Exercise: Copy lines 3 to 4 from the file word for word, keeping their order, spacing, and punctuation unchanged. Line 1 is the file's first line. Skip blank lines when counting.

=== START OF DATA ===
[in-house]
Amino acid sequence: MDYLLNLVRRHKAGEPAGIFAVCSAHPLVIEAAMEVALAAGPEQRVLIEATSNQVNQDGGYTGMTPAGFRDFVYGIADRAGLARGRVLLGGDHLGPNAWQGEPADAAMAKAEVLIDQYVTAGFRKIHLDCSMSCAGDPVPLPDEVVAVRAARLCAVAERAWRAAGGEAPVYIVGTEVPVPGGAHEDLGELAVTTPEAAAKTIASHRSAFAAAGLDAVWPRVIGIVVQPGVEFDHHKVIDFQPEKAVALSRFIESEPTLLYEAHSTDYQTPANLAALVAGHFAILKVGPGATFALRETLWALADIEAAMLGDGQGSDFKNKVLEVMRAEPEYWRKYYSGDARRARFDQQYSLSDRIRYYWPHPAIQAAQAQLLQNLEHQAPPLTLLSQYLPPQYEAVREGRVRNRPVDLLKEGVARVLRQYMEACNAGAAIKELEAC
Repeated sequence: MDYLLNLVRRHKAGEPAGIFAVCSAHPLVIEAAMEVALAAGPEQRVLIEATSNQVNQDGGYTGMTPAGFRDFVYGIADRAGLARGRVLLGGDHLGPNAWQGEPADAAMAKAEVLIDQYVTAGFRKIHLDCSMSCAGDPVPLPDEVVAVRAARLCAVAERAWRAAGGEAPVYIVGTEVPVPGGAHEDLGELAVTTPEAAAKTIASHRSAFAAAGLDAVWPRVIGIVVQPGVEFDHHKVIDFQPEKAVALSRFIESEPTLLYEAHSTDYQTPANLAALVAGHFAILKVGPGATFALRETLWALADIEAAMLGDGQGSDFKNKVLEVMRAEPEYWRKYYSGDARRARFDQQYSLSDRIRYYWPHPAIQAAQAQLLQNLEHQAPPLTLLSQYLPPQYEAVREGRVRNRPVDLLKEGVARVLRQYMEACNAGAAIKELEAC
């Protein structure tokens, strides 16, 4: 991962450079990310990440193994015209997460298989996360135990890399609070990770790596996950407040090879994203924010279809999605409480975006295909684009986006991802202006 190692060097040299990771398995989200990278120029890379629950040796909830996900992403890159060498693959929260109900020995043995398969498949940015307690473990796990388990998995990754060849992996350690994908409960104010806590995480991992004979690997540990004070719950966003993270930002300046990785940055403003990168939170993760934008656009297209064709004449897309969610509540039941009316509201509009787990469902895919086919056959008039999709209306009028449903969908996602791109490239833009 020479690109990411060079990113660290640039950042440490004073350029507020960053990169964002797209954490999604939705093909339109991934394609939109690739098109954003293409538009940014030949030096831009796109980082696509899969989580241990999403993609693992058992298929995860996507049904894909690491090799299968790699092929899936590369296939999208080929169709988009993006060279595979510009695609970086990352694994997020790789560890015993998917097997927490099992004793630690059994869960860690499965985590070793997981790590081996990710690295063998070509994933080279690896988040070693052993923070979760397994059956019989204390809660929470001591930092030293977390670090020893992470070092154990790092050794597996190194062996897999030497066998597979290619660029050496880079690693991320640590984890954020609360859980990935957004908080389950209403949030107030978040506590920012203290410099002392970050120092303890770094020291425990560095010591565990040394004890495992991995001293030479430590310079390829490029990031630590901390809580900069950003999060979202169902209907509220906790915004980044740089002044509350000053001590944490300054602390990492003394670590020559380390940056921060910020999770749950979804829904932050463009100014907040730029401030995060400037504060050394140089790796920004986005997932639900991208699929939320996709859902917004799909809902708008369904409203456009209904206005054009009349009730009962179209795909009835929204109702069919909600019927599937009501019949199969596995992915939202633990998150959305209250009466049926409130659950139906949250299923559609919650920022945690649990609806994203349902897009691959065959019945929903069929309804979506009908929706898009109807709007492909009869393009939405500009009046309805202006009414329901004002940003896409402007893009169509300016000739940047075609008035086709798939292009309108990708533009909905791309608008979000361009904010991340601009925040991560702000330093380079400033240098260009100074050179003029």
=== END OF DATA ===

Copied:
Repeated sequence: MDYLLNLVRRHKAGEPAGIFAVCSAHPLVIEAAMEVALAAGPEQRVLIEATSNQVNQDGGYTGMTPAGFRDFVYGIADRAGLARGRVLLGGDHLGPNAWQGEPADAAMAKAEVLIDQYVTAGFRKIHLDCSMSCAGDPVPLPDEVVAVRAARLCAVAERAWRAAGGEAPVYIVGTEVPVPGGAHEDLGELAVTTPEAAAKTIASHRSAFAAAGLDAVWPRVIGIVVQPGVEFDHHKVIDFQPEKAVALSRFIESEPTLLYEAHSTDYQTPANLAALVAGHFAILKVGPGATFALRETLWALADIEAAMLGDGQGSDFKNKVLEVMRAEPEYWRKYYSGDARRARFDQQYSLSDRIRYYWPHPAIQAAQAQLLQNLEHQAPPLTLLSQYLPPQYEAVREGRVRNRPVDLLKEGVARVLRQYMEACNAGAAIKELEAC
């Protein structure tokens, strides 16, 4: 991962450079990310990440193994015209997460298989996360135990890399609070990770790596996950407040090879994203924010279809999605409480975006295909684009986006991802202006 190692060097040299990771398995989200990278120029890379629950040796909830996900992403890159060498693959929260109900020995043995398969498949940015307690473990796990388990998995990754060849992996350690994908409960104010806590995480991992004979690997540990004070719950966003993270930002300046990785940055403003990168939170993760934008656009297209064709004449897309969610509540039941009316509201509009787990469902895919086919056959008039999709209306009028449903969908996602791109490239833009 020479690109990411060079990113660290640039950042440490004073350029507020960053990169964002797209954490999604939705093909339109991934394609939109690739098109954003293409538009940014030949030096831009796109980082696509899969989580241990999403993609693992058992298929995860996507049904894909690491090799299968790699092929899936590369296939999208080929169709988009993006060279595979510009695609970086990352694994997020790789560890015993998917097997927490099992004793630690059994869960860690499965985590070793997981790590081996990710690295063998070509994933080279690896988040070693052993923070979760397994059956019989204390809660929470001591930092030293977390670090020893992470070092154990790092050794597996190194062996897999030497066998597979290619660029050496880079690693991320640590984890954020609360859980990935957004908080389950209403949030107030978040506590920012203290410099002392970050120092303890770094020291425990560095010591565990040394004890495992991995001293030479430590310079390829490029990031630590901390809580900069950003999060979202169902209907509220906790915004980044740089002044509350000053001590944490300054602390990492003394670590020559380390940056921060910020999770749950979804829904932050463009100014907040730029401030995060400037504060050394140089790796920004986005997932639900991208699929939320996709859902917004799909809902708008369904409203456009209904206005054009009349009730009962179209795909009835929204109702069919909600019927599937009501019949199969596995992915939202633990998150959305209250009466049926409130659950139906949250299923559609919650920022945690649990609806994203349902897009691959065959019945929903069929309804979506009908929706898009109807709007492909009869393009939405500009009046309805202006009414329901004002940003896409402007893009169509300016000739940047075609008035086709798939292009309108990708533009909905791309608008979000361009904010991340601009925040991560702000330093380079400033240098260009100074050179003029």